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Black kids with ADHD are more often neglected


Underdiagnosed and undertreated

By Claire Sibonney | KFF Health news

As a kid, Wesley Jackson Wade should have been set up to succeed. His father was a novelist and corporate sales director and his mother was a special education teacher. But Wade said he struggled through school even though he was an exceptional writer and communicator. He played the class clown when he wasn’t feeling challenged. He got in trouble for talking back to teachers. And, the now 40-year-old said, he often felt anger that he couldn’t bottle up.

As one of the only Black kids in predominantly White schools in upper-middle-class communities–including the university enclaves of Palo Alto (Stanford University) and Chapel Hill (University of North Carolina)—he often got detention for chatting with his White friends during class, while they got only warnings. He chalked it up to his being Black. Ditto, he said, when he was wrongly arrested as an eighth grader for a bomb threat at his school while evacuating with his White friends. So he wasn’t surprised that his behavioral issues drew punishment, even as some of his White friends with similar symptoms instead started getting treatment for attention-deficit/hyperactivity disorder.

“Black kids at a very young age, we start dealing with race, we have a lot of racial stamina,” said Wade, who now lives outside of Durham, North Carolina. “But I didn’t understand until later on that there was probably something else going on.” At age 37, Wade learned that he had ADHD and dyslexia, two diagnoses that often overlap. He was 37.

It’s long been known that Black children are underdiagnosed for ADHD compared with White peers. A Penn State report published in Psychiatry Research in September studied the extent of the gap by following more than 10,000 elementary students nationwide from kindergarten to fifth grade through student assessments and parent and teacher surveys. The researchers estimated the odds that Black students got diagnosed with the neurological condition were 40% lower than for White students, with all else being equal–including controlling for economic status, student achievement, behavior, and executive functioning.

For young Black males, the odds of being diagnosed with ADHD were especially stark: almost 60% lower than for White boys in similar circumstances, even though research suggests the prevalence of the condition is likely the same.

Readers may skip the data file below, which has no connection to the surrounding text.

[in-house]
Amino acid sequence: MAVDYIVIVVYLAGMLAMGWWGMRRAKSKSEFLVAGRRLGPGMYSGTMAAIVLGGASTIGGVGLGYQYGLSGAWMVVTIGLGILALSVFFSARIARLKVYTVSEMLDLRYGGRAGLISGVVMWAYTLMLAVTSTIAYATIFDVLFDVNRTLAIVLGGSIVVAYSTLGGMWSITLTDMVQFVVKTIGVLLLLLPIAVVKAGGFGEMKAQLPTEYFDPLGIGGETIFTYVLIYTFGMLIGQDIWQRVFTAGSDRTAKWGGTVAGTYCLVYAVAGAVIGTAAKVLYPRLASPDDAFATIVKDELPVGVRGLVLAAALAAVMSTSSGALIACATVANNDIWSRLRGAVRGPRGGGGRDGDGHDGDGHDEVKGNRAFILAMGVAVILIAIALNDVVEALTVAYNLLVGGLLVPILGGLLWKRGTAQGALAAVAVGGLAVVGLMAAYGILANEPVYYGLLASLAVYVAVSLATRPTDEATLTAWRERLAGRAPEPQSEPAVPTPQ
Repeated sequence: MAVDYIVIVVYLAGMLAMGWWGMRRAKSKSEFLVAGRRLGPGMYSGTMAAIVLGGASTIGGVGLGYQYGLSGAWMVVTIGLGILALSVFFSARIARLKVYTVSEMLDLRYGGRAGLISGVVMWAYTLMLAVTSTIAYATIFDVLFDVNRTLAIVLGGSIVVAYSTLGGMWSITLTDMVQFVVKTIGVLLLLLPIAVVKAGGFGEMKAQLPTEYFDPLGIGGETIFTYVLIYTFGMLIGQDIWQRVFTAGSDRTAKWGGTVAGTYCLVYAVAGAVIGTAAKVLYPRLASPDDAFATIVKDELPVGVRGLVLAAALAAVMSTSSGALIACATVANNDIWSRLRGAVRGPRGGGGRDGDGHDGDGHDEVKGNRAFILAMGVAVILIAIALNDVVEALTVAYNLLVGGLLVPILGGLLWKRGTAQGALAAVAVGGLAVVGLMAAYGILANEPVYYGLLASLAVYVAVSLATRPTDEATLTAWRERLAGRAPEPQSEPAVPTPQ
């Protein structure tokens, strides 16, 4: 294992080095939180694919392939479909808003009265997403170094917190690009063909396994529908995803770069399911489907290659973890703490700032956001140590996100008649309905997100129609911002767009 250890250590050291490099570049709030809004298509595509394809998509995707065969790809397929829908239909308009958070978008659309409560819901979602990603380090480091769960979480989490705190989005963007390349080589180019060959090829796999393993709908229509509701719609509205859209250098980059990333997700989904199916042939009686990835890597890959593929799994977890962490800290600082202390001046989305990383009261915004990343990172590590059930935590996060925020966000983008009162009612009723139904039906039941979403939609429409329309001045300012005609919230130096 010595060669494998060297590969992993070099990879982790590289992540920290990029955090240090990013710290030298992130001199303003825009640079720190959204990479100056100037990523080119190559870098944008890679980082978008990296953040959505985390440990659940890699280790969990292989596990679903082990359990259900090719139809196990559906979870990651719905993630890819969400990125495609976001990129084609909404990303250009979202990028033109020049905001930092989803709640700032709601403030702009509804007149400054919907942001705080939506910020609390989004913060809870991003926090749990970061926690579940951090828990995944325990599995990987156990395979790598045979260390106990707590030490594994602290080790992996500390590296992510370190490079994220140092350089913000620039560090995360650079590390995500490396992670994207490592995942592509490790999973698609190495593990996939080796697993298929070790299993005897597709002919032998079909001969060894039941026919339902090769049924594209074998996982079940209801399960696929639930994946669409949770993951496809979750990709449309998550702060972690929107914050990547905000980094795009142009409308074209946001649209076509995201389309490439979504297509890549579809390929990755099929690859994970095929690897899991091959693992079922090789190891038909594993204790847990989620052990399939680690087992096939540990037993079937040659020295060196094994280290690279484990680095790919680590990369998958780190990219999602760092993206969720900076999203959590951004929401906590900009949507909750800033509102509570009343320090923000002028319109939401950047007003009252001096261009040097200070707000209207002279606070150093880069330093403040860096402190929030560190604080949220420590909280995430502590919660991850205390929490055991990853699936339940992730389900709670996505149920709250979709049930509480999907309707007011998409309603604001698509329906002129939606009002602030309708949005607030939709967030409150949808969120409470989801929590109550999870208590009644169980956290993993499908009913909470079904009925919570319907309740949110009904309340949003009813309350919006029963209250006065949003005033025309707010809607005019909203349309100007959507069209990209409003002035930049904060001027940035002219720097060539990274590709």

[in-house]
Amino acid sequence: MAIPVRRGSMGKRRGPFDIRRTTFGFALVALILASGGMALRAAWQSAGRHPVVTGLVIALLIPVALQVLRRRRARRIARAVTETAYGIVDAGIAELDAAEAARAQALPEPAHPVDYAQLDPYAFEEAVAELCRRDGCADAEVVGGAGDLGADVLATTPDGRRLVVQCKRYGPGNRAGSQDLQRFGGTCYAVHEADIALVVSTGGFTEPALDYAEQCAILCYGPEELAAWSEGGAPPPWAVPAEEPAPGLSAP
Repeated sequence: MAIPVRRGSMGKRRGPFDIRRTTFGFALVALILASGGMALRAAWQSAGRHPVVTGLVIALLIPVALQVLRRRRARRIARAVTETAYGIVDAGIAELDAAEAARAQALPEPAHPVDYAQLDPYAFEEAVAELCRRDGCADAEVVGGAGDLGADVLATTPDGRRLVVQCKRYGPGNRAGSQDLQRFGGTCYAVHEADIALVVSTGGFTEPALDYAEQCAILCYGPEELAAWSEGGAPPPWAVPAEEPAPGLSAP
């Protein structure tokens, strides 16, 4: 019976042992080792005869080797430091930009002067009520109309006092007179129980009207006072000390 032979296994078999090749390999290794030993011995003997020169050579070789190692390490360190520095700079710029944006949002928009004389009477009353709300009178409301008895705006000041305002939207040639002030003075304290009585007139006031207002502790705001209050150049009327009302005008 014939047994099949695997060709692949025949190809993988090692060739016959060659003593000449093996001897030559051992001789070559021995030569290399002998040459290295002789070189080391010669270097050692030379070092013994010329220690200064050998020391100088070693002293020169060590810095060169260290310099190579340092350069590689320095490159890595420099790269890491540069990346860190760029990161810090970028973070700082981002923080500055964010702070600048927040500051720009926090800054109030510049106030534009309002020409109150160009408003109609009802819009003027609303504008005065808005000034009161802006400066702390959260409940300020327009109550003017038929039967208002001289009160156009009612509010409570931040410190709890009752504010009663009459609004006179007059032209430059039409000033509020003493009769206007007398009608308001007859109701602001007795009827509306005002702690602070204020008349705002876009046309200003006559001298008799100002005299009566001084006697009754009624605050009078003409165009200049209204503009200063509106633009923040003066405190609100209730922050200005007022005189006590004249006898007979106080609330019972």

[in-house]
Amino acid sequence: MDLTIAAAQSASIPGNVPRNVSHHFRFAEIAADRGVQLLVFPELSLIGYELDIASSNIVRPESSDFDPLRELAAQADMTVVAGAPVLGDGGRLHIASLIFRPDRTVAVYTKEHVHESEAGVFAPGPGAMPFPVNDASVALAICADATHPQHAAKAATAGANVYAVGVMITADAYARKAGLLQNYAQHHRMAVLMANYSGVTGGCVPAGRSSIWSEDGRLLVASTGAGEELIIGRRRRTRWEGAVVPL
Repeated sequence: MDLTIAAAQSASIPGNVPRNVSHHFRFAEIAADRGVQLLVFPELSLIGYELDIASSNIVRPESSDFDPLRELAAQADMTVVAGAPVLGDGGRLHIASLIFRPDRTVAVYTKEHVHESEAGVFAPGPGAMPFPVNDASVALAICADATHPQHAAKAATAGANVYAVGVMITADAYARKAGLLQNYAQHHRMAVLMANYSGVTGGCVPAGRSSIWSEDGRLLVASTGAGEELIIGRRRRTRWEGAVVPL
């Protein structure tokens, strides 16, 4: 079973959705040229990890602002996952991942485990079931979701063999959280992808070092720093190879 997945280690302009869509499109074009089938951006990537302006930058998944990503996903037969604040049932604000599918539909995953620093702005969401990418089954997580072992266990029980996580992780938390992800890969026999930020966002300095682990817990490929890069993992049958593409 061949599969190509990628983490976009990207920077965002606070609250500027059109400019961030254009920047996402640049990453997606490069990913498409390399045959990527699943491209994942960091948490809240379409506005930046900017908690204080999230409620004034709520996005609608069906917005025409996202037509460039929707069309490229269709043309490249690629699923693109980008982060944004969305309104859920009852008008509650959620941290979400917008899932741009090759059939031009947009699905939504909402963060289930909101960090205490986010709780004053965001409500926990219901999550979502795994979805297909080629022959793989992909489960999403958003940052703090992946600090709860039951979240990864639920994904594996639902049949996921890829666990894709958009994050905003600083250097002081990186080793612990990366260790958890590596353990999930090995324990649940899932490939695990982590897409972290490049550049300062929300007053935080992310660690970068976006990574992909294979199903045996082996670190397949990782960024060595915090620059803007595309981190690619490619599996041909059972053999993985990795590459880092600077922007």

ADHD has been diagnosed in nearly 1 in 10 children in the United States, according to a Centers for Disease Control and Prevention study published in 2022, with rates surging nearly 70% in the past two decades. It is often a lifetime condition that can be managed with treatments including therapy and medication. Untreated, children with ADHD face much greater health risks, including drug addiction, self-harm, suicidal behavior, accidents, and untimely death.

Even before Wade’s diagnosis, he was helping similar college students in a career counseling role at North Carolina State University. Today, he’s a licensed mental health and addiction counselor and doctoral student, but he said it’s been hard to see his successes.

“To the rest of the world, this is a Black man with two master’s degrees, and he’s a PhD candidate, and he has two licenses and certifications,” he said. “But to me, I’m a brother who’s had a lot of bad luck with people and jobs I’ve gotten fired from. I’ve never been promoted, ever, in my professional life.”

Wade’s experiences of race and ADHD are intertwined. “ADHD is an accelerant to my Black experience,” he said. “I can’t separate my experiences as a Black boy and Black man from my experiences of understanding my neurodivergent identity.”

People who study and treat ADHD cite several reasons why young Black males fall under the radar, including teachers who are racially biased or have lower expectations of Black students and don’t recognize an underlying disability, and Black parents who are distrustful of teachers and doctors, fearing they’ll label and stigmatize their children.

“We’ve known for a long time that ADHD diagnoses are not made in a vacuum. They’re made in a geographic context, cultural context, racial context,” said George DuPaul, a psychology professor at Lehigh University who studies non-medication interventions for ADHD.

Studies have shown that ADHD underdiagnosis contributes to harsher school discipline and to the “school-to-prison pipeline.” Black kids routinely face punishment, including criminal prosecution, for problem behavior and mental health conditions such as ADHD, while White kids are more likely to be diagnosed with behavioral conditions and receive medical treatment and support. There’s a common saying: “Black kids get cops, White kids get docs.”

This article was produced by KFF Health News, formerly known as Kaiser Health News (KHN), a national newsroom that produces in-depth journalism about health issues.